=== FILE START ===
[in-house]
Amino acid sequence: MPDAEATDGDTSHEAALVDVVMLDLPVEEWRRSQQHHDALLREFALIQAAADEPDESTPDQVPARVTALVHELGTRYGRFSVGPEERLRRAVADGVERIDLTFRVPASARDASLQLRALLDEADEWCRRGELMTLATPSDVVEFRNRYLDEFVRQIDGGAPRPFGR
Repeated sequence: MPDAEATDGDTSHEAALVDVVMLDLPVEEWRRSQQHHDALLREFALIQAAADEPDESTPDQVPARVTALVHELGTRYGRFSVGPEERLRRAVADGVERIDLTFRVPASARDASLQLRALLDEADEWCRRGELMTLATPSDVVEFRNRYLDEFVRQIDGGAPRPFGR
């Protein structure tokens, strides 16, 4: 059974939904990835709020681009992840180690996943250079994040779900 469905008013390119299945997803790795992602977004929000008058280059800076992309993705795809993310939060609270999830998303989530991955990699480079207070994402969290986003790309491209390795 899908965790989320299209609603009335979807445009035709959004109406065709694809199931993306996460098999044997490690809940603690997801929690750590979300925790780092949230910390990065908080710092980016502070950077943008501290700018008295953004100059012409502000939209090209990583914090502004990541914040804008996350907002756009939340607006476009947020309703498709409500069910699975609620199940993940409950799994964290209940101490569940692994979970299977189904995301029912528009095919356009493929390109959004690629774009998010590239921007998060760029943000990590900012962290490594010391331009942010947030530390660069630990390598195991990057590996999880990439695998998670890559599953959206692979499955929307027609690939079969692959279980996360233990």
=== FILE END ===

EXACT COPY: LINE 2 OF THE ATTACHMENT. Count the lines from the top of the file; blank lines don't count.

Amino acid sequence: MPDAEATDGDTSHEAALVDVVMLDLPVEEWRRSQQHHDALLREFALIQAAADEPDESTPDQVPARVTALVHELGTRYGRFSVGPEERLRRAVADGVERIDLTFRVPASARDASLQLRALLDEADEWCRRGELMTLATPSDVVEFRNRYLDEFVRQIDGGAPRPFGR